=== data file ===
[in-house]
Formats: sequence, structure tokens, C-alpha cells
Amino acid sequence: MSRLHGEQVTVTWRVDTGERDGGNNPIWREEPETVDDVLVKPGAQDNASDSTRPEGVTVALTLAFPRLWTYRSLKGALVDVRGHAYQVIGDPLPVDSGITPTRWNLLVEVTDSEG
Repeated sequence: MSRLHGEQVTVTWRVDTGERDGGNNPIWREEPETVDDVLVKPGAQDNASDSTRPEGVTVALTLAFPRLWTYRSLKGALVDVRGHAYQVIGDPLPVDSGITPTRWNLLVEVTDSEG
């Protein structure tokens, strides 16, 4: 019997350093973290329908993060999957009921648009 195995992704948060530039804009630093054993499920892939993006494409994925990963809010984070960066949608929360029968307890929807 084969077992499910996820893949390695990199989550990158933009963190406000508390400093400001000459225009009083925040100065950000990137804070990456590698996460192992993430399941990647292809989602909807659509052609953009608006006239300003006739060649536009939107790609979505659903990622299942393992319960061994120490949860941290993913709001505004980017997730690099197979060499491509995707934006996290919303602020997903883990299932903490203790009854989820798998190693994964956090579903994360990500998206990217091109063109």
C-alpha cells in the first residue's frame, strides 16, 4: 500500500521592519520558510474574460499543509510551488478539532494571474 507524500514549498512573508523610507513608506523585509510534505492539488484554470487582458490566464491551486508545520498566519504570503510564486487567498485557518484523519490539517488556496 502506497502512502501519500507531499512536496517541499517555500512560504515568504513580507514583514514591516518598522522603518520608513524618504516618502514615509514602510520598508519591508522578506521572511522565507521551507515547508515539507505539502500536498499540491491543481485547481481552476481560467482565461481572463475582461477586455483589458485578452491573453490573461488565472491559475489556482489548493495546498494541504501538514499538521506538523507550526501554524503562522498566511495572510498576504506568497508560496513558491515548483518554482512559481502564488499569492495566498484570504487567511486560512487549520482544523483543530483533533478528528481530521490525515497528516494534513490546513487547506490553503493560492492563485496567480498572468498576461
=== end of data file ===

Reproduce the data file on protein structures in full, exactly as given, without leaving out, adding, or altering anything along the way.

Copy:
[in-house]
Formats: sequence, structure tokens, C-alpha cells
Amino acid sequence: MSRLHGEQVTVTWRVDTGERDGGNNPIWREEPETVDDVLVKPGAQDNASDSTRPEGVTVALTLAFPRLWTYRSLKGALVDVRGHAYQVIGDPLPVDSGITPTRWNLLVEVTDSEG
Repeated sequence: MSRLHGEQVTVTWRVDTGERDGGNNPIWREEPETVDDVLVKPGAQDNASDSTRPEGVTVALTLAFPRLWTYRSLKGALVDVRGHAYQVIGDPLPVDSGITPTRWNLLVEVTDSEG
């Protein structure tokens, strides 16, 4: 019997350093973290329908993060999957009921648009 195995992704948060530039804009630093054993499920892939993006494409994925990963809010984070960066949608929360029968307890929807 084969077992499910996820893949390695990199989550990158933009963190406000508390400093400001000459225009009083925040100065950000990137804070990456590698996460192992993430399941990647292809989602909807659509052609953009608006006239300003006739060649536009939107790609979505659903990622299942393992319960061994120490949860941290993913709001505004980017997730690099197979060499491509995707934006996290919303602020997903883990299932903490203790009854989820798998190693994964956090579903994360990500998206990217091109063109």
C-alpha cells in the first residue's frame, strides 16, 4: 500500500521592519520558510474574460499543509510551488478539532494571474 507524500514549498512573508523610507513608506523585509510534505492539488484554470487582458490566464491551486508545520498566519504570503510564486487567498485557518484523519490539517488556496 502506497502512502501519500507531499512536496517541499517555500512560504515568504513580507514583514514591516518598522522603518520608513524618504516618502514615509514602510520598508519591508522578506521572511522565507521551507515547508515539507505539502500536498499540491491543481485547481481552476481560467482565461481572463475582461477586455483589458485578452491573453490573461488565472491559475489556482489548493495546498494541504501538514499538521506538523507550526501554524503562522498566511495572510498576504506568497508560496513558491515548483518554482512559481502564488499569492495566498484570504487567511486560512487549520482544523483543530483533533478528528481530521490525515497528516494534513490546513487547506490553503493560492492563485496567480498572468498576461